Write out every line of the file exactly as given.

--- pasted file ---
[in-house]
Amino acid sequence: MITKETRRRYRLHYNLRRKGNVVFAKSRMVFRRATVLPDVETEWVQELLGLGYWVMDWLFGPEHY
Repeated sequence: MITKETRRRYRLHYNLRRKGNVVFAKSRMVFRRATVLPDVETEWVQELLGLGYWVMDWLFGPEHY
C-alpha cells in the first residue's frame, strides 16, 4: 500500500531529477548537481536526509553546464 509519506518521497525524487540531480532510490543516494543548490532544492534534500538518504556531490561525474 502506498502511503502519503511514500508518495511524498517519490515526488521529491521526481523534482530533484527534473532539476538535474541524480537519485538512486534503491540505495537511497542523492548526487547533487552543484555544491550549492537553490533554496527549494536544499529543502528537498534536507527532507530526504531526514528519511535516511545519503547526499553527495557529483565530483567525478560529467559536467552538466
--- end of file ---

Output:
[in-house]
Amino acid sequence: MITKETRRRYRLHYNLRRKGNVVFAKSRMVFRRATVLPDVETEWVQELLGLGYWVMDWLFGPEHY
Repeated sequence: MITKETRRRYRLHYNLRRKGNVVFAKSRMVFRRATVLPDVETEWVQELLGLGYWVMDWLFGPEHY
C-alpha cells in the first residue's frame, strides 16, 4: 500500500531529477548537481536526509553546464 509519506518521497525524487540531480532510490543516494543548490532544492534534500538518504556531490561525474 502506498502511503502519503511514500508518495511524498517519490515526488521529491521526481523534482530533484527534473532539476538535474541524480537519485538512486534503491540505495537511497542523492548526487547533487552543484555544491550549492537553490533554496527549494536544499529543502528537498534536507527532507530526504531526514528519511535516511545519503547526499553527495557529483565530483567525478560529467559536467552538466